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'Rolling With The Stones'

Since the early 1960s, The Rolling Stones have been at the forefront of rock 'n' roll.

Now, the band's former bassist, Bill Wyman, is writing about their decades of making music.

Wyman tells The Early Show his new book, "Rolling With the Stones" is a comprehensive history of the band drawn from his personal diaries and photographs.

Wyman says he knew the former garage band would become to be much more when the band first arrived in America in 1964. "'Not Fade Away,' was about No. 84 on the Billboard Charts and um, nobody had heard of us. So, nobody came to the shows," recalls Wyman. "We'd went to these 10- to 12,000 stadiums and there'd be 350 people in them. The only two places where we had great crowds, as we'd always though, were San Bernadino, for some reason, and New York." He says New York was fabulous. But, the band thought they failed in America.

How wrong they were. The Rolling Stones (the band took their name from a Muddy Waters song called "Rollin' Stone Blues") are the longest running act in the history of rock music. There are roughly 300 books about the Rolling Stones published over the years, according to Wyman. He says he wanted to make "Rolling With the Stones" one of the better Stones book.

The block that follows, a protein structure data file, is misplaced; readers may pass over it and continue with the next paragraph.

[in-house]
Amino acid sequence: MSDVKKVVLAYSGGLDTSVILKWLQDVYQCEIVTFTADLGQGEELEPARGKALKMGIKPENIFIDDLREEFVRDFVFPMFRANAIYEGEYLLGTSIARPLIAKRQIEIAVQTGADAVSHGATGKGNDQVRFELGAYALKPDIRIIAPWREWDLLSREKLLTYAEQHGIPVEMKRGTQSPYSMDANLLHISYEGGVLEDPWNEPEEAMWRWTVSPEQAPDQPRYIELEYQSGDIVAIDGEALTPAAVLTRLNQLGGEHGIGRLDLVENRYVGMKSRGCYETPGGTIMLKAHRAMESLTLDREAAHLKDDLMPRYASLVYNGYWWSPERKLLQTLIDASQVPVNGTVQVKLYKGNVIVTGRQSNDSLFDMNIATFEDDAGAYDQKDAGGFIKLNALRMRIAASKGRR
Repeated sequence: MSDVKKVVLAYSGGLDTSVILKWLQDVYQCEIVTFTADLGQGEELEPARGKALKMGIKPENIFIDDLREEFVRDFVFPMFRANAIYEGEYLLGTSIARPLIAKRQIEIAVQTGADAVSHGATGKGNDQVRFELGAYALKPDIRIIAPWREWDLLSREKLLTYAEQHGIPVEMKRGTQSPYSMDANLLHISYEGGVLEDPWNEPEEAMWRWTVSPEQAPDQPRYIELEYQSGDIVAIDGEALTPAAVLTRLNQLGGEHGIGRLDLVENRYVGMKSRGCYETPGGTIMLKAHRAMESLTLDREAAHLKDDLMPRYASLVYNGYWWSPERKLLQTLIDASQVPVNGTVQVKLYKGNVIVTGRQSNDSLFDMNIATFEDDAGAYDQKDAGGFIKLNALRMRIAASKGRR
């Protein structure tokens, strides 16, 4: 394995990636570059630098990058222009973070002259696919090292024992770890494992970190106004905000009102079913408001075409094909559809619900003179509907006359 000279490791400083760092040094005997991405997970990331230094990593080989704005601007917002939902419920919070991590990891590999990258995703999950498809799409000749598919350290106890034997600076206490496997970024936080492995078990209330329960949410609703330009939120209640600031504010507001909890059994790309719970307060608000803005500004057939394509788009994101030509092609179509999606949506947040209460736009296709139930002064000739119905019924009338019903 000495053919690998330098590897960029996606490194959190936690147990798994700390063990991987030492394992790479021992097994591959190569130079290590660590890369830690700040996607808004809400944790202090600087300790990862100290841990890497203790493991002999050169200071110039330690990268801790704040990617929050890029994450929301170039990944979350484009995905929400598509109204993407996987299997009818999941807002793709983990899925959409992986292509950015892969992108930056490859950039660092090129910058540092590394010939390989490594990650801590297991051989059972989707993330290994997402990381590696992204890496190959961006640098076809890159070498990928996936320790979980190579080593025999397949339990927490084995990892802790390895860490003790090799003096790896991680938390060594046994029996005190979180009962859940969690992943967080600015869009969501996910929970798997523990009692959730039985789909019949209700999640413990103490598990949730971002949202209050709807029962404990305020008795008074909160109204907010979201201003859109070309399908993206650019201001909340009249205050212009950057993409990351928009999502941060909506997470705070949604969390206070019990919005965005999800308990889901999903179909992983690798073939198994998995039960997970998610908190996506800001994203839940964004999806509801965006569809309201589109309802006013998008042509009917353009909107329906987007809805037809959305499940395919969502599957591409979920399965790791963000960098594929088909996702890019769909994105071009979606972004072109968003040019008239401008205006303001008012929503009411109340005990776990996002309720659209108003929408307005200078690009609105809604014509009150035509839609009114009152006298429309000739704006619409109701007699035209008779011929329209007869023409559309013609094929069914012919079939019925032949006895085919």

Wyman filled his book with over 3,000 illustrations, photographs, anecdotes, a map of the band's destinations and excerpts from his diaries.

The author explains that The Rolling Stones were, unintentionally, the alternative to the early, clean-cut Beatles. "We didn't have uniforms because we didn't have money," says Wyman. "[We} let our hair grow long because we couldn't afford barbers. It was all like accidental to really start with … we just continued with it, and then we just didn't agree with all the funny rules and regulations."

But the music was different too. The blues created by Muddy Waters, Howling Wolf, Chuck Berry and Bo Diddley influenced the Rolling Stones. The English kids were then able to take the music created in America's backyard and introduce the music to its kids.

"And they used to say, 'Where can we see Muddy Waters,' and all that," says Wyman. "And we used to say, 'Just go across the bridge,' when we were in Chicago.

"So we used to jump in taxis and zoom over and go in the first little shop and grab records and take them back."

The band's old bassist says he does not miss playing. "Well I did it for 31 years," says Wyman. "I wanted to something else. But I'm still very proud of my time with the band, obviously, and I'm very pleased that they're still succeeding and having great reviews and doing great shows."